When Toddlers Argue
We all know that toddlers don’t have a strong logical side. Instead, they like to reinforce their arguments with crying. This isn’t necessarily done on purpose, but once the toddler sees it’s working, it might be. Adults loathe the sound of crying children and want the toddler made comfortable whenever possible. That’s what adults do, right?
Over time, you will come to recognize different types of crying. A toddler might cry because of hunger, pain, cold, boredom or anger. Depending on the cause, you will want to take a different approach. The secret is to be responsive and sensible
Can A Toddler Fall Asleep Alone?
Definitely. If you do some of the bedtime routine tricks listed above, you will notice an improvement when it comes to toddler’s crankiness. It isn’t going to be like in the movies, where the toddler simply falls asleep after his mom, dad or a caregiver kissed on the forehead, but there will be a difference.
By the time your toddler learns to fall asleep alone, you will likely forget what it’s like to have an evening to yourself. In reality, toddlers want their parents present with them all the time. You might not like it, but that’s the simple truth of it.
You can use modern technology to help your little ones fall asleep. Or to entertain yourself while they’re dozing off, whichever works for you. Put the tablet or smartphone in front of a toddler and you won’t hear a peep out of them.
If you don’t like the idea of iPhone being a surrogate parent, you can try some (or all) of the following methods:
#1 - Bribe The Toddler Into Complacency
You can create milestones and award the toddler as it reaches different ones. For example, make a cute sticker or star chart. Award one sticker for going to bed without crying and one star for staying in bed the whole night.
The ultimate reward might be a new bike for 20 stickers or rollerblades for 20 stars. However, toddlers aren’t known for their patience and delayed gratification.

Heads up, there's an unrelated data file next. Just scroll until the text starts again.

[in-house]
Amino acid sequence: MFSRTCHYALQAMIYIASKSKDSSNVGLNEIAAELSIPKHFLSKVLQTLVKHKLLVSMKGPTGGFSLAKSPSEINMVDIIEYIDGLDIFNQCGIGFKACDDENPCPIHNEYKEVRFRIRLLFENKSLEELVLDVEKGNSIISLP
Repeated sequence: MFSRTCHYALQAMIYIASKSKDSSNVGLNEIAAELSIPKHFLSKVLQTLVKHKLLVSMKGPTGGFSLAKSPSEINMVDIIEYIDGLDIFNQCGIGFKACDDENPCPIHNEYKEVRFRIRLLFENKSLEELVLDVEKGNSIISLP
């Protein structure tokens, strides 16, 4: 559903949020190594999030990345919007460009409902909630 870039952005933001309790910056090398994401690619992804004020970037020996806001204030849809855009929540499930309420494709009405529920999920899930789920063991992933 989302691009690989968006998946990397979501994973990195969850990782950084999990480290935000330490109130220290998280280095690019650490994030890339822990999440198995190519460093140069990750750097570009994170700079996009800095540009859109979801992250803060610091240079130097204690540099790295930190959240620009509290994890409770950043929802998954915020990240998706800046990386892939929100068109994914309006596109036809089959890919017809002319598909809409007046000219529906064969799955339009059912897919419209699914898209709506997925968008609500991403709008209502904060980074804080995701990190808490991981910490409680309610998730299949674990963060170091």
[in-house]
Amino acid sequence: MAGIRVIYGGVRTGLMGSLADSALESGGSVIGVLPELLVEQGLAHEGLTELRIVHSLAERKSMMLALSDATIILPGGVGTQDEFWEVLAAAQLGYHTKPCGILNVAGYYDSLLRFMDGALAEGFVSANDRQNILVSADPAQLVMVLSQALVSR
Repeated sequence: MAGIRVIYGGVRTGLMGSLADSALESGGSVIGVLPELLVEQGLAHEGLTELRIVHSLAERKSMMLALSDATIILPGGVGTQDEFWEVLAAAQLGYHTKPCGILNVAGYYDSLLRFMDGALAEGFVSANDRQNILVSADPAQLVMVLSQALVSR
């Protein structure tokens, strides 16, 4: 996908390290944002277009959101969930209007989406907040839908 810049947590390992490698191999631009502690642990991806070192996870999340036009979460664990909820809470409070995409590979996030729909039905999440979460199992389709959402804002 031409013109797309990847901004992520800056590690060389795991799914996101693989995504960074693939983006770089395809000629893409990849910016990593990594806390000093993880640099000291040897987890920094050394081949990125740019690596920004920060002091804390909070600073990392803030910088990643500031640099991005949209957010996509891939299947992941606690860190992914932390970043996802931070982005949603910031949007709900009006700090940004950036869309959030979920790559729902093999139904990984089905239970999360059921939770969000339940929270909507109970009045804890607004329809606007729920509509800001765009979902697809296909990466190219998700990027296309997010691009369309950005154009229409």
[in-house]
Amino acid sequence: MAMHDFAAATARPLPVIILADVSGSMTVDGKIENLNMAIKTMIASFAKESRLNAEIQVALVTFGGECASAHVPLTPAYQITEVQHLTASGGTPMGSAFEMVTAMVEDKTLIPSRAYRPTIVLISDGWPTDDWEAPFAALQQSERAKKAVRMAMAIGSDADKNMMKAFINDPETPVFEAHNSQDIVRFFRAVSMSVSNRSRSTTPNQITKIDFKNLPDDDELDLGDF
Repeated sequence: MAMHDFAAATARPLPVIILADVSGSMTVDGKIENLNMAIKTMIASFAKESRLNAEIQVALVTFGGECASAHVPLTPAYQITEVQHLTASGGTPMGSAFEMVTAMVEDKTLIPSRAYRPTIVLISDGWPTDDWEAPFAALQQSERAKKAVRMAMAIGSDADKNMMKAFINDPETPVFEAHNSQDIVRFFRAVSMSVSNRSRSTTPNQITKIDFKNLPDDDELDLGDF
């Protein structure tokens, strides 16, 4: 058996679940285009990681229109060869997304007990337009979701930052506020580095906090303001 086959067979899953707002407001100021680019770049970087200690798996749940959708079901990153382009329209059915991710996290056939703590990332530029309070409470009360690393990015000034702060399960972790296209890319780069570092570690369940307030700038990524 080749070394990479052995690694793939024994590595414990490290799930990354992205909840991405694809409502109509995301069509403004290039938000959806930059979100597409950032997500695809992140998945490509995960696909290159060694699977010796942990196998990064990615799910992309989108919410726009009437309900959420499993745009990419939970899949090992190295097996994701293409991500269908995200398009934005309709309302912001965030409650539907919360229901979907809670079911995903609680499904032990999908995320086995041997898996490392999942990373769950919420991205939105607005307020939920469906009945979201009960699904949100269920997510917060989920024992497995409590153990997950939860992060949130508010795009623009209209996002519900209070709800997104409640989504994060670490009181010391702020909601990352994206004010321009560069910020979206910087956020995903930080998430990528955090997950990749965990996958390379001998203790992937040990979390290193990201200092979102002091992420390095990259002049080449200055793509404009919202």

#2 - Promise You’ll Be Right Back
You might go with the tried and true trick of “I’ll be right back”. Technically, you aren’t lying. It’s just that toddlers can’t deal with a single second of separation, let alone minutes. The key to this method is keeping your promise.
It is the good way about how you build trust, and trust equals confidence. You can promise to be back and check up on the toddler every 5 minutes until they’re asleep. Of course, do it in a way that doesn’t disturb the little one. You can also wind a clock that goes off after a few minutes, wait until the kid goes to sleep, sneak in and switch it off.
#3 - Acclimate The Toddler To Being Alone
This is a method that does exactly what you would expect it to do — helps the toddler stay alone for longer periods of time. The idea is that you can eventually let the toddler go to bed alone. It probably won’t work if the kid has separation anxiety and keeps whining, “Don’t leave me alone”.
Try moving away with each successive night. One night fall asleep with the toddler and cuddle. The next night you might only hold hands and the following night sit on the bed. With each successive night, keep increasing the distance until the toddler is completely fine sleeping alone. Remember never to rush this process and if the little one starts crying, move in closer to comfort.
#4 - Simply Let The Child Cry Himself To Sleep
It’s a tough world out there, kid. You better get used to it. This method is easily described as “tough love”. Of course, there is some controversy attached to it. You go with the standard bedtime routine, but then don’t come back to comfort the child if it starts calling for you. Instead, you wait for 5 minutes and then enter the room. Over time, you increase the time interval to 10, 15, 20 and more minutes.
The idea is that the toddler realizes there’s no use in crying out for attention and just goes to sleep on its own. Some kids might intentionally throw temper tantrums knowing you’ll comfort them for as long as it takes and this approach nicely counters that. Whether this method will work for you is mainly down to how fed up with a cranky toddler you are.
In any case, you are well advised to talk with the toddler before trying out this technique. Simply be straight with them and explain that you can’t be there every second of the day. Otherwise, your behavior might be bizarre to the toddler.
Since toddlers can get up on their own, you also need to do “rapid return”. It means when the kid is forthwith told to get back to bed. No ifs, buts or ands. Go to bed and that’s it. If that doesn’t work, install a toddler-proof gate on the bedroom door.
My Kid’s In Bed - Now What?